Turk bid reveals European failures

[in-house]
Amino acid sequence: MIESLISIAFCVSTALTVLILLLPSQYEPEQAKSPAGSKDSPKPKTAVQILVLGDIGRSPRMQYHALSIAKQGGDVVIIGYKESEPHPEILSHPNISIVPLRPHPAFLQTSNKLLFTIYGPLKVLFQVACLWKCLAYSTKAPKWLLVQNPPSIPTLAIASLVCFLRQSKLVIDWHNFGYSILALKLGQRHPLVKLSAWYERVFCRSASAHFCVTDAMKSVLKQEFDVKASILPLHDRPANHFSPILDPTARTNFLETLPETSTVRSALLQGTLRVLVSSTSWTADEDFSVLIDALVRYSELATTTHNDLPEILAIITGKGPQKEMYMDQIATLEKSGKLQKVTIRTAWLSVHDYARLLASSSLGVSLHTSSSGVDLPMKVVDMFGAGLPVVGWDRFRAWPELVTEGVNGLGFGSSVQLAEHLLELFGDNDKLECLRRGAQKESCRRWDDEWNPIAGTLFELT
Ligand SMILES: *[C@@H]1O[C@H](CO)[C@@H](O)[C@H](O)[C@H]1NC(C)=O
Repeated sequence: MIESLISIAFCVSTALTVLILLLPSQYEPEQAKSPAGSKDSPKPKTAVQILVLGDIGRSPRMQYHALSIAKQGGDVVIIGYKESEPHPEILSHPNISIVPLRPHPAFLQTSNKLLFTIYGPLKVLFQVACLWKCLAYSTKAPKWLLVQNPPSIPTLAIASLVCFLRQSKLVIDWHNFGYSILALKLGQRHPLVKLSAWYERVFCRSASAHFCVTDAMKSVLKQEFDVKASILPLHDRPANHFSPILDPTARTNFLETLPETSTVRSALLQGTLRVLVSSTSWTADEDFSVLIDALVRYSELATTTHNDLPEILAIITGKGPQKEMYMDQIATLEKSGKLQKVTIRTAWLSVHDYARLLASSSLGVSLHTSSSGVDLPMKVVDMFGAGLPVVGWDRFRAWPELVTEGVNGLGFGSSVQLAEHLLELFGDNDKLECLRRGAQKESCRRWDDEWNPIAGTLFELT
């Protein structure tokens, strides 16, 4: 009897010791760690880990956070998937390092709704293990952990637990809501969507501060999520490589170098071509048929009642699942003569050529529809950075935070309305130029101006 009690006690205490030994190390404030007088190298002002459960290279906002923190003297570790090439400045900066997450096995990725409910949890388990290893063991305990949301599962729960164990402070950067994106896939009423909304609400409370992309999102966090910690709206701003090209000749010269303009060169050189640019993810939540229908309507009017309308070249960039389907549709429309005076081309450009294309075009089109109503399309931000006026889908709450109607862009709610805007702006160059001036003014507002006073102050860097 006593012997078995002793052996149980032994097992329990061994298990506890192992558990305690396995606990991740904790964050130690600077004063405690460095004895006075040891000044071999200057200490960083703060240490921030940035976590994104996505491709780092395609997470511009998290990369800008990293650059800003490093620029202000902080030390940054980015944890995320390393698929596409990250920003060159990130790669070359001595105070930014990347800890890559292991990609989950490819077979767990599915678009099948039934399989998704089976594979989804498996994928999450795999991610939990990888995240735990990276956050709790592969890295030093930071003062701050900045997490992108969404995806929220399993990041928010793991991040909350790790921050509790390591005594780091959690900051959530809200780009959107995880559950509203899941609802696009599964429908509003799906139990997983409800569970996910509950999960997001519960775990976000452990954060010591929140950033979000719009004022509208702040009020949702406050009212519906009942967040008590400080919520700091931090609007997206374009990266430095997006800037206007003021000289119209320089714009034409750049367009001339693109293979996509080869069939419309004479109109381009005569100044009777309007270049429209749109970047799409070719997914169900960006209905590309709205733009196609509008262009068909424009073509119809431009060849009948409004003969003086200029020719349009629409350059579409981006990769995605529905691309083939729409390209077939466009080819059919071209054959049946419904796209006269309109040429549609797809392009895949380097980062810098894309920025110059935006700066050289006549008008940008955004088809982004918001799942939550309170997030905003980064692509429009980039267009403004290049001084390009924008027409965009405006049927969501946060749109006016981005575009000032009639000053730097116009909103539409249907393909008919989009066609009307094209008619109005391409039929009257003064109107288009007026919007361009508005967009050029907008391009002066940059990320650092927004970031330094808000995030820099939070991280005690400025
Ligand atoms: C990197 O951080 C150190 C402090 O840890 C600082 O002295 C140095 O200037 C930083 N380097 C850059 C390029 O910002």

The European Union summit starting in Brussels today will, to a considerable degree, decide the future form of the bloc, as it is expected to make the historic decision of giving Ankara a date for the opening of EU membership negotiations. Notwithstanding the fact that they have yet to explain to their weary societies the exact reasons they have decided to take in Turkey – a country that remains problematic in many respects – the governments of the major EU states are nevertheless spearheading a campaign to Europeanize our eastern neighbor. Notably, the Greek leadership has also given its approval. The Europeans are being led to this decision given that they do not feel they have the strength to resist the USA’s will to impose Turkey as a partner in their union. At the same time, they seem unable to object to Ankara’s absurd refusal to recognize the Republic of Cyprus, a country that is already a member of the 25-strong bloc. As a consequence, there seems to be no point in discussing the prospect of an integrated European power functioning as a counterweight to America’s global leadership. The mere fact that Turkey, a significant US ally, is to be awarded candidate status while Russia remains outside the European home betrays the blatant failure of the EU to outline its geopolitical shape in the new global order on the basis of a solid analytical model. Since 1990, 45 years after its division into American and Soviet spheres of influence (due to a disaster caused by intra-European antagonisms), Europe’s leaders find themselves in deep embarrassment. The issue of the continent’s postwar unification as an outgrowth not of power plays, but as the management of a historic defeat, now rests in a political vacuum. The issue of a European Turkey, which is in an arrogant fashion now negotiating its accession to the EU as a regional hegemonic power, is a strong sign of European weakness.